In his brief, Magness argues that he was prejudiced because he was entitled to self-representation. The argument was not included in his Rule 37.1 petition, and it does not appear to have been made at any hearing. We have routinely held that we will not hear arguments raised for the first time on appeal. Nooner v. State, 339 Ark. 253, 4 S.W.3d 497 (1999). Even if Magness's arguments during the hearings on the petition could be construed to raise the issue, the trial record contains no request by Magness to waive his right to counsel. See Walton v. State, 2012 Ark. 336, 423 S.W.3d 56 (" A defendant in a criminal case may invoke his right to defend himself pro se provided that (1) the request to waive the right to counsel is unequivocal and timely asserted; (2) there has been a knowing and intelligent waiver; and (3) the defendant has not engaged in conduct that would prevent the fair and orderly exposition of the issues." ). Magness did not demonstrate prejudice from Jackson's actions.

Magness alleged in his petition that Jackson's suicide supported a vague claim that Jackson's mental condition somehow negatively affected counsel's performance at trial. Magness also argues on appeal that Jackson was somehow ineffective for committing suicide or having the mental condition that led to his suicide. The State contends that Magness did not preserve this issue for appeal because he did not obtain a ruling on it. To the extent that the trial court's general ruling that Jackson was not ineffective may be construed to address the issue, Magness did not satisfy the Strickland standard. Magness did not point to any specific actions or omissions resulting from Jackson's alleged mental state during the trial, other than those already discussed. He therefore failed to carry his burden to overcome the presumption that Jackson was effective.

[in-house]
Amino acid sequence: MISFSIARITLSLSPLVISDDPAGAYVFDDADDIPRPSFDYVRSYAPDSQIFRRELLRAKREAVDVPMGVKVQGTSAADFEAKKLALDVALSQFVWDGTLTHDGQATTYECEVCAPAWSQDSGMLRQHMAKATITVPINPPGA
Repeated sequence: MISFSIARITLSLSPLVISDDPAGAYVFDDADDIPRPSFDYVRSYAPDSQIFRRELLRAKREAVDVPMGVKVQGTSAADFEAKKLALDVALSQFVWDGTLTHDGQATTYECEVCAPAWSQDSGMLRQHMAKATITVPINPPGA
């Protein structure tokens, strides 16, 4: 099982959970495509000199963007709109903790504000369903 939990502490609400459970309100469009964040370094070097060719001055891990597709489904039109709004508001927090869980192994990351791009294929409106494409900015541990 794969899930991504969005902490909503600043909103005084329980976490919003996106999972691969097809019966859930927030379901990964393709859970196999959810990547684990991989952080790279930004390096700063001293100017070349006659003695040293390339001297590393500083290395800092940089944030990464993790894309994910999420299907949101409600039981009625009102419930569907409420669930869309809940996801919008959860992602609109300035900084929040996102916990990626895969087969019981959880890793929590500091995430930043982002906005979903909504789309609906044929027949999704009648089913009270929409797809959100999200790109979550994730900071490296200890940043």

Magness's final claim of ineffective assistance was that appellate counsel, Jason Andrew Jouett, was ineffective. Magness claimed that Jouett advanced a different argument on appeal than what was raised at trial. In the opinion on